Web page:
I note also that Ofgem is being given the power to resolve disputes. What assessment has been made of the regulator’s capability and capacity to do that? Is that intended to become additional work for the part of Ofgem that already deals with the issue in relation to network companies, and does the Minister anticipate that there will be a greater requirement for the regulator to do that work? Does she intend that to be covered by any secondary legislation arising from this new clause?
Paragraph 2 of proposed new schedule 5B covers the powers relating to reimbursement. Does the Minister intend the secondary legislation to determine what forms reimbursement must take? Do the Government have a view on whether the reimbursement would be a lump sum or paid by instalments, or would that be determined by the regulator? Am I correct in understanding that the regulator will have the role of determining the level of reimbursement to be applied in all cases in the first instance, or is it anticipated that agreement will initially be sought between the first comer, the second comer and any subsequent companies? I hope that the Minister will respond to those specific points.
I thank the hon. Gentleman for his broad support for the proposed new clause and for his specific questions. He asks about the number of individuals, businesses or other entities that might benefit. He is absolutely right: it is not just the second comer. It is called the second-comer regime, but the new clause will allow us to extend the scope of the second-comer regime so that all customers can qualify for the so-called second-comer payments, regardless of whether they have used the local distribution network operator or an independent provider for making a connection. That is the overall point to make about the proposal: it is not about changing the structure of who is eligible for second-comer payments. Rather, it is about ensuring that independent operators can also participate in what is an existing regime.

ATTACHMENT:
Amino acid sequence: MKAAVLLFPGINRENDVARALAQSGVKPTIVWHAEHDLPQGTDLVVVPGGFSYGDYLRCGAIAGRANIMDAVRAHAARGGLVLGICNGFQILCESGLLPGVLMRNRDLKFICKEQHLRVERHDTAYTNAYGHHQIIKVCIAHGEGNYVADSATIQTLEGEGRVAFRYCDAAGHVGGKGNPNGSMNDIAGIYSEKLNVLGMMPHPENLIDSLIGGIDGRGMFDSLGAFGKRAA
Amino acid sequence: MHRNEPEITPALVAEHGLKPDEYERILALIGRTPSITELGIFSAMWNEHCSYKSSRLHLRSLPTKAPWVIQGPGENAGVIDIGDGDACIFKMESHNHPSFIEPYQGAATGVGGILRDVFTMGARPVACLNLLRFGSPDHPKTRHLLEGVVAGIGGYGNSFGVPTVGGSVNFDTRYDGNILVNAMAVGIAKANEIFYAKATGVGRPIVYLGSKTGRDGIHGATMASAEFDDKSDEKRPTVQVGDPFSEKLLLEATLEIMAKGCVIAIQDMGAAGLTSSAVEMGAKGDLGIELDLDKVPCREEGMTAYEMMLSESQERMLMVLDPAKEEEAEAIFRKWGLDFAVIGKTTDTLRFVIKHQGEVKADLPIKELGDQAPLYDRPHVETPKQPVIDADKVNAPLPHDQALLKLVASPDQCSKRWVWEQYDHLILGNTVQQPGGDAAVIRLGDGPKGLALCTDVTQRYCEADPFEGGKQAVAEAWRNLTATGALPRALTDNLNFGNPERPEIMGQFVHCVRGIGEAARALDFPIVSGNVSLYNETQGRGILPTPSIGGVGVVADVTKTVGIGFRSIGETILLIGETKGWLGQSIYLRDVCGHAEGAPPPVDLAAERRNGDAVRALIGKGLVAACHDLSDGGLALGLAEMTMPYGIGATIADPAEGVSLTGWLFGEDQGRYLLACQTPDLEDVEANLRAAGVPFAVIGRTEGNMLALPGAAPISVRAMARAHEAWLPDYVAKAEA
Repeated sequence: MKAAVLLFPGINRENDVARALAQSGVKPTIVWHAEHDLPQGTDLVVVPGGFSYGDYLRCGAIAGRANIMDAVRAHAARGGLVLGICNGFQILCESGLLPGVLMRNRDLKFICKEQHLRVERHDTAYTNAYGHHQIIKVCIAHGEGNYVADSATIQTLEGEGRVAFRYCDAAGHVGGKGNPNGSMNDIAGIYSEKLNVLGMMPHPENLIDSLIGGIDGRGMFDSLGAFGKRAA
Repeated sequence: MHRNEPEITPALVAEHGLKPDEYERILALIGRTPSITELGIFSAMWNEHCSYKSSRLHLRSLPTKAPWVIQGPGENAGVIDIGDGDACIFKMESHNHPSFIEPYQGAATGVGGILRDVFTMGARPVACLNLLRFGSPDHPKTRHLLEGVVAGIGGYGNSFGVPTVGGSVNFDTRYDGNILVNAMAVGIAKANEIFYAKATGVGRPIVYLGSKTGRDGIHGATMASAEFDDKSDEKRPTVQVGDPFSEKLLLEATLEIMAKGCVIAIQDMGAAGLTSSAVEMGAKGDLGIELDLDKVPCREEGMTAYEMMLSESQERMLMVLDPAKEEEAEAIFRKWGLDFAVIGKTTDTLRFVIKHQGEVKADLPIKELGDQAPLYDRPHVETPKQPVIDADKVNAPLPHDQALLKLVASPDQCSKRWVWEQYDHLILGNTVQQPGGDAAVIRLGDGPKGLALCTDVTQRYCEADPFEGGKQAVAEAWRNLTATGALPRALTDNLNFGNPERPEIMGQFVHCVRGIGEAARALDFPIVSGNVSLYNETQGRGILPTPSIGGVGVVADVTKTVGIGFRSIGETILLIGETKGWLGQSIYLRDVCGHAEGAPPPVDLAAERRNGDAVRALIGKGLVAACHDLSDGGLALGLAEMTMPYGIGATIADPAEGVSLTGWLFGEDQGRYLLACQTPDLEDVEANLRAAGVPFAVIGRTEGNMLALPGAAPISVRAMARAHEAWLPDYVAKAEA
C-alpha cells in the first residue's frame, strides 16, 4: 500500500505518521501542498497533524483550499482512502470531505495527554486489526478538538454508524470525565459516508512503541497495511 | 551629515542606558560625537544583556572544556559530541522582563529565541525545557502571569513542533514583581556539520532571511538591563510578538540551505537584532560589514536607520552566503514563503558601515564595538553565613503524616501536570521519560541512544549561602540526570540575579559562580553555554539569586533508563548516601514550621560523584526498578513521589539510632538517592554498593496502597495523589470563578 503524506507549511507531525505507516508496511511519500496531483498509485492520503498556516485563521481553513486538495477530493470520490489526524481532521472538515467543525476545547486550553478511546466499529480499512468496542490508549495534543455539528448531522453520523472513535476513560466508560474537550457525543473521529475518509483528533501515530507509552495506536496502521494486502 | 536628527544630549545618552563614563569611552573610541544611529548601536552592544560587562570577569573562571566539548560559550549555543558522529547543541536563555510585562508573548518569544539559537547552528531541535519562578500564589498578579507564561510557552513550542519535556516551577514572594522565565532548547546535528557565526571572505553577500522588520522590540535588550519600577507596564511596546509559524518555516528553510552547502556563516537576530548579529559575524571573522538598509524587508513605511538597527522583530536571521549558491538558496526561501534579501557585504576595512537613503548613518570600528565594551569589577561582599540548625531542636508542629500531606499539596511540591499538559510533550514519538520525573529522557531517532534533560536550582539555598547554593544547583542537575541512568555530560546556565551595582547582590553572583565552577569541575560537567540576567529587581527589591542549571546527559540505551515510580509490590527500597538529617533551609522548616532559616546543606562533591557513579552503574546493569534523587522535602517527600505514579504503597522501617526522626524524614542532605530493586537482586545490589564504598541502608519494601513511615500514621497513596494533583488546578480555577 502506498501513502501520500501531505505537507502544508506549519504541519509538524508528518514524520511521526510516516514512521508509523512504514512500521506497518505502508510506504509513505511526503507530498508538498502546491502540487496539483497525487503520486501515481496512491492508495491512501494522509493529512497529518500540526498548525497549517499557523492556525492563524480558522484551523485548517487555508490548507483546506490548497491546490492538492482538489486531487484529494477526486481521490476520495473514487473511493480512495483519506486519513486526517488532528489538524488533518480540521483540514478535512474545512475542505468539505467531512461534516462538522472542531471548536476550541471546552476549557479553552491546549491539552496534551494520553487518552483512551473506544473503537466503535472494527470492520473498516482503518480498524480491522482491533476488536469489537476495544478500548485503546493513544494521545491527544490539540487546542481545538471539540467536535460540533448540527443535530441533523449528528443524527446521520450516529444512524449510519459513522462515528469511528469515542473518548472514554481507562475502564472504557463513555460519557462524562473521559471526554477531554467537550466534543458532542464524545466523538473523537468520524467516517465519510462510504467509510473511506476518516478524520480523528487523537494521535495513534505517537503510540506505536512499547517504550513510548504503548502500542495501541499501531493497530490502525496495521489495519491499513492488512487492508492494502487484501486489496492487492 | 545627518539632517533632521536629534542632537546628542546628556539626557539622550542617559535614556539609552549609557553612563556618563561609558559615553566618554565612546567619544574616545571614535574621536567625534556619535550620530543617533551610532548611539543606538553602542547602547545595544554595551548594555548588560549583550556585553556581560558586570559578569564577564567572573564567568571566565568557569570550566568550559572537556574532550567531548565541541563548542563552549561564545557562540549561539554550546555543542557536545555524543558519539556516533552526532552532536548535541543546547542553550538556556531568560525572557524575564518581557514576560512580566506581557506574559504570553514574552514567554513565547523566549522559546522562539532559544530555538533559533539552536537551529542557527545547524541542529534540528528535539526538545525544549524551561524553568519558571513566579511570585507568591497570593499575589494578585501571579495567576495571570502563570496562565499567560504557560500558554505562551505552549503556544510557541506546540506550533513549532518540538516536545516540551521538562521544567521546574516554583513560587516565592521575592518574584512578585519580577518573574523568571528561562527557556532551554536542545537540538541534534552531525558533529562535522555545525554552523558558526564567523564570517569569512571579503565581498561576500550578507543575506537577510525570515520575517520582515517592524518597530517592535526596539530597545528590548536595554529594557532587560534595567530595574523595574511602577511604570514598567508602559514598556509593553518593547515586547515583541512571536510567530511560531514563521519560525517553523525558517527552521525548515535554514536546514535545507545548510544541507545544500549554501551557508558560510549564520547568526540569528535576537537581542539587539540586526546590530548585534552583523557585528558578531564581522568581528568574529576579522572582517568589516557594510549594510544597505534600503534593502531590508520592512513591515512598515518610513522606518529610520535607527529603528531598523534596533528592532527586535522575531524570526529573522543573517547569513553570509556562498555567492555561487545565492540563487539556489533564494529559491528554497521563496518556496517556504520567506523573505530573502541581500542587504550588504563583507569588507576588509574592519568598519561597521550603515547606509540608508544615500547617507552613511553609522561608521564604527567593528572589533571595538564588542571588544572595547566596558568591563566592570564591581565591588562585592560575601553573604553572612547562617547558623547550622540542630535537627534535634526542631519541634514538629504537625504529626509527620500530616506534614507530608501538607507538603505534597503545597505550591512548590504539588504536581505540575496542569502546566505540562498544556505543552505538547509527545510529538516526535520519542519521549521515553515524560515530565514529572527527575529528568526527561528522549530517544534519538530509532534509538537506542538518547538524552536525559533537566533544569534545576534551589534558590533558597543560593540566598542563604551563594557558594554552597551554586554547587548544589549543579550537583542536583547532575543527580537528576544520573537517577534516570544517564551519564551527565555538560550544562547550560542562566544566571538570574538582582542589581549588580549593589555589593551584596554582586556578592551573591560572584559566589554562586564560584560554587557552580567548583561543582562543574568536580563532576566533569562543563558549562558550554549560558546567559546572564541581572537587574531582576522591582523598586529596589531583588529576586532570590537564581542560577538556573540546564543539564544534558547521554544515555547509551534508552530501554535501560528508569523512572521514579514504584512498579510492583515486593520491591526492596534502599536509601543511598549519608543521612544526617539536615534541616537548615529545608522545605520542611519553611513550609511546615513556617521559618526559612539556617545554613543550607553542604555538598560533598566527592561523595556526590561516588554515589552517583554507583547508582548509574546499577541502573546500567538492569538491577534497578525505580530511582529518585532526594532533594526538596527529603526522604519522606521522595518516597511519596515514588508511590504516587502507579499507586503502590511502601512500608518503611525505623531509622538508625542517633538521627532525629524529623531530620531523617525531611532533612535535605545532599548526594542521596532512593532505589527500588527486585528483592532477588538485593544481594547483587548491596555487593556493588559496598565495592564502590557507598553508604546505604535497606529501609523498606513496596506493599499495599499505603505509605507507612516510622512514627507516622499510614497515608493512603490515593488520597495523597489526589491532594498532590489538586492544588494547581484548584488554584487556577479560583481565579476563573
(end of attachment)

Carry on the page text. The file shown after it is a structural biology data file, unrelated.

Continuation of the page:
I think that that theme will also address the hon. Gentleman’s point about Ofgem. Ofgem is already administering this for other providers. The regime will be administered by the licensed distribution network operators in compliance with their standard licence conditions, which of course are set by Ofgem. If first or second comers feel that they have been treated unfairly, they may refer the dispute to Ofgem to seek a determination. Ofgem has already indicated that it is content with the arrangements.
The hon. Gentleman also asked about the payments and how they are calculated. He asked whether it was a lump sum or staged payments. The lump-sum payment goes back to the first comer, but if I make some wider comments about the calculation of second-comer payments, that might help to clarify how the payments will be made.
As the owner and operator of the local network, the distribution network operator will administer the payments from second comers to those who paid for the initial connection. The DNO will not always have access to the detailed cost information if the connection was made by an independent provider, but requiring the independent connections providers to share the data might damage competition, as it would mean sharing the ICPs’ commercially sensitive costing and pricing information. The DNO will therefore be required to estimate the cost of the connection and the associated second-comer payment. The amendment will allow for estimates to be made, but the detail will need to be set out in secondary legislation.
I hope that I have reassured the hon. Gentleman on the levels of payments and on the process for making them. As I said, the regime is already in existence, and we are merely adding to the people who may benefit from it in order to promote competition. The structure of the regime is already in place. We are merely enhancing it and adding to the competition, while incorporating independence, our desire for which I am sure he shares.